Daily news, dev blogs, and stories from Game Developer straight to your inbox
Featured Blog | This community-written post highlights the best of what the game industry has to offer. Read more like it on the Game Developer Blogs.
When I greeted my game production class, I was disappointed that there were no women among the fifteen students. I've worked with female programmers, producers and executives throughout my career -- but why aren't there more of them?
August 20, 2013
3 Min Read
When I greeted my game production class a couple of weeks ago, I was surprised. The group was racially and ethnically diverse, but there was not a single woman among the fifteen students. Last weekend I attended my first open house at The Los Angeles Film School, I was further disappointed that there was only one woman among the prospective students who came to hear about the school's Game Production Program. There appeared to be many women taking tours of the Film and Recording Programs, but those of us in the Computer Lab were visited by this one Russian woman who was interested in a career in game programming. Needless to say, the other Course Directors and I tried very hard to persuade her into enrolling in our program.
When I later inquired into the school's history with female Game Production program, I was told that there have been only a handful of women among the hundreds of the program's graduates.
While the Game Industry has always had a reputation for women being a tiny minority among its ranks, my own experience is that I've always worked with women throughout my career, and not just women who worked in Marketing or the Art Department.
At the first game company I worked at in the early 1980s, EduWare, there were two women programmers. Later, when I joined The Walt Disney Company in the late 1980s, my immediate supervisor was a woman, as was one of my fellow producers and the Vice President of our division. When I went on to work for a CD-I developer (I know, I know), the two production executives we dealt with at our publisher, Philips Interactive Media of America, were women. Years later, when I joined The 3DO Company to produce the Heroes of Might & Magic Series, my lead level designer was a woman, and I later promoted her to Assistant Designer. At Activision, our president, Kathy Vrabek, was (obviously) a woman; and when I joined the Spin Master toy company, my immediate supervisor, my assistant producer, and a programmer on my development team were women. So, women having programmer, producer, and production roles has been a constant throughout my thirty-year career, the question for me is: "why aren't there more of them?"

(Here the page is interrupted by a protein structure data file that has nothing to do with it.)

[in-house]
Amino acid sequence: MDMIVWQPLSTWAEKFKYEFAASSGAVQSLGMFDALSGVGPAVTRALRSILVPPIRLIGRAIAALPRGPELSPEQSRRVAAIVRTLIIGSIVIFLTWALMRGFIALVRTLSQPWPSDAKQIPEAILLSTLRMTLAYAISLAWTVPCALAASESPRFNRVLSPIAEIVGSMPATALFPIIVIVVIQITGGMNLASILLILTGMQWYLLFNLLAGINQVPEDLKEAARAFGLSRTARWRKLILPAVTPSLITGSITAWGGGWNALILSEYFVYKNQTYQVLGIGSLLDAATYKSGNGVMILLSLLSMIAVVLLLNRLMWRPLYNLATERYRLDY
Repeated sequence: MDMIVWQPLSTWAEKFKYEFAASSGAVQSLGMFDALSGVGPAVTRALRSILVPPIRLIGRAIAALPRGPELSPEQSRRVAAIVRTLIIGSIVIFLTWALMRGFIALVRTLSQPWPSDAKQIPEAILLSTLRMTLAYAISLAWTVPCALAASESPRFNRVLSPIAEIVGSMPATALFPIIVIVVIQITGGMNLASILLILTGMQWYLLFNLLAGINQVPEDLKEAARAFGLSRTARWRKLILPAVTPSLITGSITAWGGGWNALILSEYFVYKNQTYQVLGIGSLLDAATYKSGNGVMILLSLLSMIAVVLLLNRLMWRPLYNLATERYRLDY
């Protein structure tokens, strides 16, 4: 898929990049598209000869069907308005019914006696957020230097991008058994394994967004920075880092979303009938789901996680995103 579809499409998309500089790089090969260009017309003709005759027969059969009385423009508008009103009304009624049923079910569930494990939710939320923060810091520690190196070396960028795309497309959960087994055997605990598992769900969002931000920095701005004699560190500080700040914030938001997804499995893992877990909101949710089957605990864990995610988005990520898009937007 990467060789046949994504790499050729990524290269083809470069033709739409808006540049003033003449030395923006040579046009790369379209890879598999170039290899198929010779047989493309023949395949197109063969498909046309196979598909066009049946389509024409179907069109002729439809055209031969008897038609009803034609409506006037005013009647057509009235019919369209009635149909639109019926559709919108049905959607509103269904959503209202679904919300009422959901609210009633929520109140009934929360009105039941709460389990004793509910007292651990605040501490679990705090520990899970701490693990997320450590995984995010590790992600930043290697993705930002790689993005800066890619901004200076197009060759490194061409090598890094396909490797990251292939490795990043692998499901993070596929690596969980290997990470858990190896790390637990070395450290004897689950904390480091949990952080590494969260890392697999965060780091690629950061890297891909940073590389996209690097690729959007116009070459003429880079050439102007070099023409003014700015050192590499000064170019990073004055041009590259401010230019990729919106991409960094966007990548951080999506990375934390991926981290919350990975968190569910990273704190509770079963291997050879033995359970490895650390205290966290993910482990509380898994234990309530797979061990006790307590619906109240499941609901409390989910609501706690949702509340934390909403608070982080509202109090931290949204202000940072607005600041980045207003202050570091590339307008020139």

Is it a demand problem? Are there so many hiring managers in the game industry who have a hiring bias against women? I find that hard to believe. If any of my past colleagues have gender bias, they've done a very good job of hiding it from me.
Or is it a supply problem? Are there too few women interested in being game developers? According to 2010 ESRB study, forty percent of all gamers are female, so I also find it hard to believe that very few women are interested in being game developers.
I don't know what the answer is, but I do know one thing. I would love to have more female students in my class. And I'm always on the look out for good designers, programmers and producers to hire; all I care about is your talent.
Read more about:Featured Blogs
You May Also Like
Exploring the 2024 State of the Game Industry report - Game Developer Podcast ep. 39Feb 2, 2024
Phantom inspiration and the ethical auteur with Xalavier Nelson Jr.Dec 8, 2023
Designing Killer Queen: from playground experiment to modern arcade sensationOct 18, 2023
Rod Humble and King Choi illustrate the ambition of Life By YouSep 22, 2023
Get daily news, dev blogs, and stories from Game Developer straight to your inbox
Subscribe to Game Developer Newsletters to stay caught up with the latest news, design insights, marketing tips, and more